In 1996, eight climbers lost their lives as they struggled to reach the top of the world's highest peak, Mount Everest. Baltasar Kormakur ("2 Guns") has turned their epic journey into the fall release "Everest," which has its world premiere Wednesday (Sept. 2) as the opening night attraction of this year's Venice film festival. This Universal release was shot on location in Nepal prior to the recent devastating earthquake. (Below, watch the gripping trailer for the 3D IMAX version due out Sept. 18.)
Jake Gyllenhaal and Jason Clarke play Scott Fischer and Rob Hall, rivals who lead separate teams of amateur climbers to the top. When an unexpected snowstorm strands them midway, the competitors are forced to come together to save as many of their teams as they can. Among these are people played by past Oscar nominees Josh Brolin and John Hawkes while Sam Worthington is expert Guy Cotter who warns of the perils ahead. And two-time Oscar nominee Keira Knightley is Clarke's partner, anxiously awaiting word back home.
Two years ago "Gravity," which also pitted people against the elements, began its ascent to the Oscars as the Venice opener. Reviewers were rapturous about that film, which won current Venice jury chair Alfonso Cuaron the Oscar for Best Direction. "Gravity" also prevailed in six other Oscar races. Among these were five categories — Cinematography, Film Editing, Score, Sound Editing, Sound Mixing — where "Everest" could be a strong contender. Its other win was for Visual Effects; "Everest" achieves much of its breathtaking look the old-fashioned way.
"Everest" lensing was by Salvatore Totino, best-known for his work with Ron Howard on such films as "Cinderella Man" and "The Da Vinci Code." BAFTA winner Mick Audsley ("The Snapper") edited the film. The score is by Oscar winner Dario Marianelli ("Atonement"). "Gravity" sound editor Glenn Fremantle does that duty here. And two of the "Gravity" Oscar-winning sound editors — Niv Adiri and Christopher Benstead — worked on "Everest" as well.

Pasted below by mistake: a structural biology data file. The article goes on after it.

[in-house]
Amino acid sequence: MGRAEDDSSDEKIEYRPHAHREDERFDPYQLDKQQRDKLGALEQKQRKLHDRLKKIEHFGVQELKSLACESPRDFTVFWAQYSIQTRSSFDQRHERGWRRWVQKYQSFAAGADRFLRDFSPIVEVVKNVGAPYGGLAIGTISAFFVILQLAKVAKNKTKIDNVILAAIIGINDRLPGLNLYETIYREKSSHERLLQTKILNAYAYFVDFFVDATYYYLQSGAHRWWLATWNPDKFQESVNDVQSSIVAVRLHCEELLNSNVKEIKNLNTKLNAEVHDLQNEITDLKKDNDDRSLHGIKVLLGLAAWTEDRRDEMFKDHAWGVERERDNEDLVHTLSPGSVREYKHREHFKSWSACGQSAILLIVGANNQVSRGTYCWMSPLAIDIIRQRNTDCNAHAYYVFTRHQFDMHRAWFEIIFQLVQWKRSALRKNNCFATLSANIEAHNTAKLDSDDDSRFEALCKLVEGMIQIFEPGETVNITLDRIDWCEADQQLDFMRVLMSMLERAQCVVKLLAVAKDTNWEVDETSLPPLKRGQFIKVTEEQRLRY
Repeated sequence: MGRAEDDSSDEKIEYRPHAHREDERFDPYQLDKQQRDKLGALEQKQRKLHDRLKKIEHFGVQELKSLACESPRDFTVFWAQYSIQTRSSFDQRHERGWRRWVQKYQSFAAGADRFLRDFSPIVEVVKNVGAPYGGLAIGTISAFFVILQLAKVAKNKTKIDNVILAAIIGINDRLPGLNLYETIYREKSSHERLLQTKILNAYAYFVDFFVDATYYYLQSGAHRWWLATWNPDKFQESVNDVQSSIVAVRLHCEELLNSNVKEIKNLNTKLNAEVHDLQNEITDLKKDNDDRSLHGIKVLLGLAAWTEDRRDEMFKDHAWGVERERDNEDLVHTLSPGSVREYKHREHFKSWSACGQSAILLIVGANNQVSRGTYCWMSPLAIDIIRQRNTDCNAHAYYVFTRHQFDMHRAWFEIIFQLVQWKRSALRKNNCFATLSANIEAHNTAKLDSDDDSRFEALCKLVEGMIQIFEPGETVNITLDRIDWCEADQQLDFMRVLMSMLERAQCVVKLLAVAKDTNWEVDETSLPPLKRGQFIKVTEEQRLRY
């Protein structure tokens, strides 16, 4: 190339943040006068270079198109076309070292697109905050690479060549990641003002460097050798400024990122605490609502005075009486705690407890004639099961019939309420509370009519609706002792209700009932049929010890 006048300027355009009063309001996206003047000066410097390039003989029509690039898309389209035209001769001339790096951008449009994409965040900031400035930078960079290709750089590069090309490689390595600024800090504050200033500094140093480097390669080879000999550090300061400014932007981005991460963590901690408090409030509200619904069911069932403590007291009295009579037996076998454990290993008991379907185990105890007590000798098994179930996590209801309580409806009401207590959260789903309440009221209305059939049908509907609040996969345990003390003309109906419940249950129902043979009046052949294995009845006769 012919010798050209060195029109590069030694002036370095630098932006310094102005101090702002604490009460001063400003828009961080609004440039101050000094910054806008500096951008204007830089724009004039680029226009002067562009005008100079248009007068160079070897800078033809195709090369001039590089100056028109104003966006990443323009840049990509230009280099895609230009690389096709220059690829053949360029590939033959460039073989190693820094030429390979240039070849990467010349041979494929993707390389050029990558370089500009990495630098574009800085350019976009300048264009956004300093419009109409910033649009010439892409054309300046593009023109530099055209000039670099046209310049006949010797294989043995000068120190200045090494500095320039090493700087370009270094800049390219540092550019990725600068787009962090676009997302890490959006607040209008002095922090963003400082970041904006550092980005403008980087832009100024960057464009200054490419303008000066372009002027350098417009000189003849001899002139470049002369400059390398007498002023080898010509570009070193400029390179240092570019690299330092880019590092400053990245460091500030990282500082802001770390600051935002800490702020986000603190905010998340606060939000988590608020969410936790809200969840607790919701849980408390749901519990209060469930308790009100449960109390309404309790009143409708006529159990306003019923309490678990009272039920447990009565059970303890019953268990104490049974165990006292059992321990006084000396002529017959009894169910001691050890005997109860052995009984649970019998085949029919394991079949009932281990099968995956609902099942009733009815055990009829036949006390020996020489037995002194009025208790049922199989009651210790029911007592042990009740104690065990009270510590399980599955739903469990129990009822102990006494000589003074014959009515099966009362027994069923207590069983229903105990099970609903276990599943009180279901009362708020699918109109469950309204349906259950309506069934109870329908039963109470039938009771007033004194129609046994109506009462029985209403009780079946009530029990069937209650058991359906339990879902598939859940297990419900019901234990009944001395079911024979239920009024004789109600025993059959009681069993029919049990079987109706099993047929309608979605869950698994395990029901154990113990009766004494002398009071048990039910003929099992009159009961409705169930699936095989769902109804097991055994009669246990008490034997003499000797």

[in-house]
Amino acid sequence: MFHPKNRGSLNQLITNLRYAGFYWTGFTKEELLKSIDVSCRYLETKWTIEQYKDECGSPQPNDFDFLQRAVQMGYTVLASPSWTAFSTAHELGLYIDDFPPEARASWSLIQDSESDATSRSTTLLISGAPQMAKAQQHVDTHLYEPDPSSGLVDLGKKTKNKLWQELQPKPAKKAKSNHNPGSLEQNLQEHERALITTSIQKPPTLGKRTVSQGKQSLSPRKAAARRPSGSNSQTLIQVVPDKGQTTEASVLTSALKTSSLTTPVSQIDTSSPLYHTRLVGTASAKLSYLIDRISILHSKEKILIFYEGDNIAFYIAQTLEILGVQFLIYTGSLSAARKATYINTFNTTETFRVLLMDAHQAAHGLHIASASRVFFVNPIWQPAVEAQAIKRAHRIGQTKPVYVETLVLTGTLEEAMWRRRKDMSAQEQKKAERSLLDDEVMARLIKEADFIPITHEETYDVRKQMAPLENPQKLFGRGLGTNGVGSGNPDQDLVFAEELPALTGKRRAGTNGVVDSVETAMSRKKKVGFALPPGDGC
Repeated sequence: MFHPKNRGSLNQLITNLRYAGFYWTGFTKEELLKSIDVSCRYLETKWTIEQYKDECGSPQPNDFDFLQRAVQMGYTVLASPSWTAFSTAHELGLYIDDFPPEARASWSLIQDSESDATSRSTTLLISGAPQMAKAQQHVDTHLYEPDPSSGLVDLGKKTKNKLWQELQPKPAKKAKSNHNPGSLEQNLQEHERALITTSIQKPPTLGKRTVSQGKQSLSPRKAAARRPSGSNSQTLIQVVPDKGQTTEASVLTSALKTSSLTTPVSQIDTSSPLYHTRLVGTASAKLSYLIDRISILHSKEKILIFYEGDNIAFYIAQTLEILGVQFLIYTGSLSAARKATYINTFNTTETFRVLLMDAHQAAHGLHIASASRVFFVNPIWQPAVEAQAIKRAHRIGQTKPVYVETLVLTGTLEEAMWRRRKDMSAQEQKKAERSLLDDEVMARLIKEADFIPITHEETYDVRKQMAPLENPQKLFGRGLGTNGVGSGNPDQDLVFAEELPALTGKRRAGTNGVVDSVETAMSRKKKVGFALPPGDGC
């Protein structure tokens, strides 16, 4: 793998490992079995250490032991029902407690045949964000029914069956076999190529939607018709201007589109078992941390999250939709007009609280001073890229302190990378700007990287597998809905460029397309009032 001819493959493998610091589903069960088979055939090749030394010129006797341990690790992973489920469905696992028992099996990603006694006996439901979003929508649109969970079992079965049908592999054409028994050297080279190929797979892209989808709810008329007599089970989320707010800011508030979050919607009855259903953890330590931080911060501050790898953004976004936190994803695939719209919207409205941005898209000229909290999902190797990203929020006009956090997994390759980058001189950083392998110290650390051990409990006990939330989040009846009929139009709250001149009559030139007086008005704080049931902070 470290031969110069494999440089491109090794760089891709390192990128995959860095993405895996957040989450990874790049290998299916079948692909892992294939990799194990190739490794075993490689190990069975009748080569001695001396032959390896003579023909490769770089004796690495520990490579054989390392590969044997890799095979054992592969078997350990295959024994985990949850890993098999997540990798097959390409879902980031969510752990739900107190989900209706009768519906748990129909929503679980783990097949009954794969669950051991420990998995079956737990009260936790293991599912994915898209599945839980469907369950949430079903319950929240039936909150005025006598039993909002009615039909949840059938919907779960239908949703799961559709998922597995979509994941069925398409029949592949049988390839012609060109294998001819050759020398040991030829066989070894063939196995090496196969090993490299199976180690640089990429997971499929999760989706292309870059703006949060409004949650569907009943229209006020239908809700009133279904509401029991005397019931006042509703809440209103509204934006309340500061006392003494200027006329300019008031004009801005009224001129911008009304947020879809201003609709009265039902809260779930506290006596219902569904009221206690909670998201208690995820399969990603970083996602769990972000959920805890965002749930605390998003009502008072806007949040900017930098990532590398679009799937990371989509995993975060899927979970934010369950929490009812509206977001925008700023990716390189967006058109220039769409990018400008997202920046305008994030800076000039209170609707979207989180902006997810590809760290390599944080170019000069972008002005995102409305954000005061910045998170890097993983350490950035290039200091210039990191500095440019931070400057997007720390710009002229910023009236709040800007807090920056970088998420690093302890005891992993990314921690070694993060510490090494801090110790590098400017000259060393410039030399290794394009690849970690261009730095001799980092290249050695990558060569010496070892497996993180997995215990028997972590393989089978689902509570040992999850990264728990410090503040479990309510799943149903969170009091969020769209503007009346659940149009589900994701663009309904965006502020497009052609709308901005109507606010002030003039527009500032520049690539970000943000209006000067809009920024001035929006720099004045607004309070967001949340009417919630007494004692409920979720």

Below, a sampling of the first wave of reviews. After reading them and taking a look at the trailer, be sure to make your Oscar predictions for Best Picture at the bottom of this post using our easy drag-and-drop menu.
Justin Chang (Variety) observed: "This is a movie not about a few human beings who tried to conquer a mountain, but rather a mountain that took no notice of the human beings in its midst. Kormakur doesn’t make the mistake of exalting his subjects as extraordinary individuals, or suggesting that they were obeying some sort of noble higher calling. 'Everest' is blunt, businesslike and, as it begins its long march through the death zone, something of an achievement."
Pete Hammond (Deadline) noted: "The filmmakers have not turned this into a new-age disaster picture but rather emphasized the brave and courageous human element so inherent to the telling of this tale. Although there is plenty of action and thrills along the way, this tragic story is given life through the personal stories of these adventurers who took on the adventure of a lifetime. Some even made it to that inpenetrable peak, but it was the way back that proved fatal for many as weather conditions harshened to the point of catastrophe."
Todd McCarthy (THR) said: "While it's sometimes impossible to identify who's who under all the coasts, hoods, goggles and masks, director Baltasar Kormakur does a very good job, given the gusts of whooshing wind and blinding snow, of keeping the action coherent and involving; the consequences of over-exposure to the elements are made plainly and painfully evident. It is, in the end, as sad and tragic a film as the story warrants."
Eric Kohn (IndieWire) enthused: "Oscillating between expansive outdoor scenery and expressive closeups, 'Everest' maintains a clear-eyed cinematic depiction of dread. That tone has its limits, reaching overwhelming proportions as the body count rises and rescue missions go awry, but the movie remains an audiovisual marvel. The whooshing and crumbling effects go a long way toward enhancing the ongoing suspense unique to the setting, where fleeting lightheadedness or the loose rungs of a latter can mean sudden death (some of the tilting camerawork means viewers should be wary of dizzy spells). Eventually, the story finds its way to a tear-jerker finish enacted with sufficient restraint.
Alonso Duralde (The Wrap) cautioned: "It’s when 'Everest' stops trying to take our breath away and starts wanting us to care about the relationships between the characters that it falls short, with at least one major player getting an off-screen death that undercuts any emotion we might feel about it. This fine ensemble of actors works hard to make individual moments land, but once the wind whips up, each character gets lost in a blizzard and is reduced to the color of their protective gear."
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Photo: "Everest". Credit: REX